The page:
Aziz Al Arabawi (Morocco)
Riddles, proverbs, customs, traditions, clothes, cuisine and architecture are all components of folk culture that connect the past to the present, and that help to form the identity of individuals and groups.
Folk culture can take the form of poetry, theatre, cinema, songs, fine arts and writing; folk culture is also expressed in terms of lifestyle.
Components of folk culture can be used to create effective discourse. The educated elite still considers folk culture inferior; academic institutions do not pay it enough attention, and the concerned show only occasional interest. As a result, significant features of Moroccan cultural identity are ignored.
Folk culture represents two classes of Islamic society: the Bedouin and the urban lower classes; and the elite, who include scientists, politicians and educated people.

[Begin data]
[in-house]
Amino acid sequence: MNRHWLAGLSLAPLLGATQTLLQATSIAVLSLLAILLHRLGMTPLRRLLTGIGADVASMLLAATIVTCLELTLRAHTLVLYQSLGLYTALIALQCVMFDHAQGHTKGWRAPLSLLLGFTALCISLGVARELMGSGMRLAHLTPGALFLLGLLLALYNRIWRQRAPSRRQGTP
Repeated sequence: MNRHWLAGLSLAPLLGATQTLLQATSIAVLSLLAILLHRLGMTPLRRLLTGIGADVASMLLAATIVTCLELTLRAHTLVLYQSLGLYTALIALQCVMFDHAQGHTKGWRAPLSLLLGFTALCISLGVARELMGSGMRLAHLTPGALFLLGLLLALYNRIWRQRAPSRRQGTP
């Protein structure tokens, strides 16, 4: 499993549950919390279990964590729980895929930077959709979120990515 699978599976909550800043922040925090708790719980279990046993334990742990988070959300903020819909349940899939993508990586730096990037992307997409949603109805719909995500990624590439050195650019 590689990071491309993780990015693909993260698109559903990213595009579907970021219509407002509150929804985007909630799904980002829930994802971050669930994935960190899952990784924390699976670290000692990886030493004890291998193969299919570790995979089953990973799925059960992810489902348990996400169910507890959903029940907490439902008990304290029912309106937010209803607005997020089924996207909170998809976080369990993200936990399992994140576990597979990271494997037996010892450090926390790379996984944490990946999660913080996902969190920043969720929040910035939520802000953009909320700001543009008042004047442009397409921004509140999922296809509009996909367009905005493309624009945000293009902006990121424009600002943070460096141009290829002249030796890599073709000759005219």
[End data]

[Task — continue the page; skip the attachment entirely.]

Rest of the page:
There is a saying, “Not all that is common is folklore, but all folklore is common.” The most important characteristics of folklore are its specificity to a particular group and its local flavour. Reviving our heritage is a means of recapturing Islamic values and beliefs.
Riddles are manifestations of folk literature, and they represent distinct aspects of culture. Scholars study riddles as a form of literary expression by members of a society, because riddles reflect their environment and people’s intellectual dexterity.
Although riddles are paradoxical, they always have simple, surprise answers. Folk riddles vary in style and syntax according to the environment in which they exist; they deal with topics that reflect the thinking in the area in which they originated. Like proverbs, riddles are among the oldest forms of literary heritage.
Riddles are expressed in colloquial language and directed at both the common man and the educated. Due to the spread of riddles and their power in the collective consciousness, they play a role of unquestionable wisdom.